In this article:
While governments’ immediate priorities will be to control the virus and preserve jobs, we believe that public/private partnerships will strengthen as countries seek to develop better future policy approaches and become more resilient to future shocks.
Public and private spheres intertwine
In the summer of 2019, the influential Business Roundtable of US top executives rejected the idea of shareholder primacy and advocated embracing wider stakeholder interests. This was largely a statement of intent - until Covid-19.
Customers are now demanding greater articulation of values in action on the part of corporates. And companies now see the health of employees, communities and suppliers as vitally important in their decision making, and are seeking to promote their social value. This is especially true where governments have taken stakes in private firms, or where companies have benefited from employee furlough schemes.
Governments have introduced these schemes, alongside measures such as grants, loans, and tax reliefs, in a rush of fiscal activism to combat the virus impact alongside huge monetary stimulus. However, the longer-term risks from these actions are significant given the enormous debt overhang at a level not seen since WWII, the record money supply growth, and the extended social welfare for a labour force still wary of returning to work.
Governments therefore have to think carefully about how to extract themselves from these commitments and get their economies moving again. To remain in power, they need to address the inequalities laid bare by the pandemic and mitigate climate change so as to avoid future instances of widespread disruption. Key to achieving this would be a closer relationship with the private sector.
Green deal for the EU
In the wake of Covid-19, some countries and regions have chosen to accelerate investment plans in public/private programmes that support job creation and sustainability goals. The EU, for example, has re-committed to rolling out its €1 trillion Green Deal over the next decade and becoming carbon-neutral by 2050. The plan - which has been explicitly linked to the EU Recovery Fund designed to help countries rebound from Covid-19 - will be directed at reducing carbon emissions while promoting renewables, electric transport, sustainable farming, and other emerging sectors.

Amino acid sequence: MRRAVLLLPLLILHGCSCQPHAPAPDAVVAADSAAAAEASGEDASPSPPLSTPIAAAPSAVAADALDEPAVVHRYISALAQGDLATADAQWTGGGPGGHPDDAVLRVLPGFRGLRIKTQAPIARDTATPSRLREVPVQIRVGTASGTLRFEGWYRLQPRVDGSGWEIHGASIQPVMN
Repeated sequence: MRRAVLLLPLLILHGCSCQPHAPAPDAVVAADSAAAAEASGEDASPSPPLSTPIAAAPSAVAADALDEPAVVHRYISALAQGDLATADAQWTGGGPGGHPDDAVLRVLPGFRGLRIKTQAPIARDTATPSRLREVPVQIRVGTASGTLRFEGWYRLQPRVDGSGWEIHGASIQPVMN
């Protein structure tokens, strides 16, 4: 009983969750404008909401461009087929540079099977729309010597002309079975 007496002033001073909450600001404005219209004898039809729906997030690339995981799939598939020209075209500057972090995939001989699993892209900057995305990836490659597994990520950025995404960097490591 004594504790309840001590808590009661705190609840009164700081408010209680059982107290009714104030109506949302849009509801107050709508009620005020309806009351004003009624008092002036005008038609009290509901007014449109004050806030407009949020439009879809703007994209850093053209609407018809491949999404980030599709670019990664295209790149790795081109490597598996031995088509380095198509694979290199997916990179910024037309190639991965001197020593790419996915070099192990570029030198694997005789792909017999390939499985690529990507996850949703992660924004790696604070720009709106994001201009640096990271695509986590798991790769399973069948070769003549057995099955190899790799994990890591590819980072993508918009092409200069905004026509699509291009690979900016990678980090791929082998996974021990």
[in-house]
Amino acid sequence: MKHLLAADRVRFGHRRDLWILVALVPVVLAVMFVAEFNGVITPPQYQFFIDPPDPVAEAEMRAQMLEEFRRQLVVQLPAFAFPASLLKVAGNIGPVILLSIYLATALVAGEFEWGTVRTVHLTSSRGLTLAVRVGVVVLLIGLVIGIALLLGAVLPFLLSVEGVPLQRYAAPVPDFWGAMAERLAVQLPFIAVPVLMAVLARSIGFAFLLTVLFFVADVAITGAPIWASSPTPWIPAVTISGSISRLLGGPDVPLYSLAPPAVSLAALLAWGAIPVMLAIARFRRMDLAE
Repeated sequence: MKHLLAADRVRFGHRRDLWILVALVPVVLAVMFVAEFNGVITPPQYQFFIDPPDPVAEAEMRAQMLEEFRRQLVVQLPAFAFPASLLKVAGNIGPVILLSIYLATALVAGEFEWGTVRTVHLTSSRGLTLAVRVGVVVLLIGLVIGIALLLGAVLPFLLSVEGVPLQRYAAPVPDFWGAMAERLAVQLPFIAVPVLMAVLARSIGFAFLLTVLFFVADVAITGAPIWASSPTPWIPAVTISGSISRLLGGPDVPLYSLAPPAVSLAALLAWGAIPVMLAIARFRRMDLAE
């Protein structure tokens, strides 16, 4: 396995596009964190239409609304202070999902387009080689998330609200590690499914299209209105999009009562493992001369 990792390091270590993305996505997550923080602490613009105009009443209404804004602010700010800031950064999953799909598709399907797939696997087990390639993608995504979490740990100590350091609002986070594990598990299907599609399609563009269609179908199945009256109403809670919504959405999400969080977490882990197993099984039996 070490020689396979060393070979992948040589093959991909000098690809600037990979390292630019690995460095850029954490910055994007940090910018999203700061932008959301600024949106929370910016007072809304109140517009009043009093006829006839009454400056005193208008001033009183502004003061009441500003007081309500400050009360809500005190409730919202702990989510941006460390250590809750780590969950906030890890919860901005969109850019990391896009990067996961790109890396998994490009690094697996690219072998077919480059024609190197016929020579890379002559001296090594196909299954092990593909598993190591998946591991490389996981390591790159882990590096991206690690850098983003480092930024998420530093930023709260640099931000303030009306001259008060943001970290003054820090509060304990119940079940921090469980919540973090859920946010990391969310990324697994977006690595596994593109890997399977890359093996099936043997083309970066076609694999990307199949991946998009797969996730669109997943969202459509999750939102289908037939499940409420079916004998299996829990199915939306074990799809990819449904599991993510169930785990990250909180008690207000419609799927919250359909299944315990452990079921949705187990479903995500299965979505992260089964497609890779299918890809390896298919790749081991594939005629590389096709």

The programme will be funded by the European Investment Bank (EIB) and a combination of public and private sector co-investments. While there is broad consensus among member states on the overall deal, agreeing how to apportion funds will require compromise. Countries with higher emissions and fewer skilled workers in cleaner industries, for example, will need more funds to make the transition than those that have already done so.
While investing in green projects is necessary to tackle climate change, defining what is and is not truly ‘green’ can be difficult. To help clarify this and prevent instances of “greenwashing”, the EU has created a Taxonomy on Sustainable Activities that sits alongside the Green Deal. This detailed classification aims to capture how projects align with positive environmental objectives and avoid negative effects, and is designed to ensure that investors can gear their funds appropriately to what is categorically defined as green.
Employment first, but sustainability too
In other parts of the world, governments have chosen to concentrate first and foremost on employment after devastating job losses and sharp falls in GDP growth. Nonetheless, political and societal pressure is mounting for those governments (and companies) to act sustainably and in a fairer way. In the US, the Democratic election platform will likely include a comprehensive green investment and jobs programme and, following the tragic death of George Floyd and the Black Lives Matter protests, the damage caused by racial inequality is being discussed directly and constructively for the first time by policy-making bodies such as the US Federal Reserve, as well as at corporate board level.
Meanwhile, policymakers such as Mark Carney, the former Governor of the Bank of England (BoE), and Andy Haldane, Chief Economist of the Bank, have publicly called for society to adopt a more sustainable and equitable form of capitalism.  Carney is a co-founder and vocal proponent of the Taskforce for Climate-Related Financial Disclosure (TCFD), an attempt to improve the quality and consistency of disclosure from companies in relation to their climate-related financial risk.
At Fidelity, we see better disclosure as fundamental to improving sustainability within companies. We take the opportunity whenever we engage with companies to recommend that they consider TCFD-aligned disclosure, while also developing our own inaugural TCFD report, due for publication later this year.
Meanwhile, the EU has launched its Sustainable Finance Disclosure Regulation (SFDR), containing detailed and robust requirements for asset managers (among other financial firms) to report sustainability risks, policies and fund classifications. Such initiatives will only help to embed sustainable capitalism further into our economic and social structures. For these changes to be authentically adopted, however, public markets will have to take a longer-term view of the kind typically associated with private markets.
Ultimately, sustainable capitalism is coming of age because it matters to voters, customers and investors, and is likely to determine forthcoming elections. This leads us to believe that the move by businesses to consider the interests of all stakeholders, not just shareholders, is more than just a passing trend. And that sustainable capitalism will increasingly receive attention from all sides, as a means of driving the global recovery and ensuring resilience for economies and companies.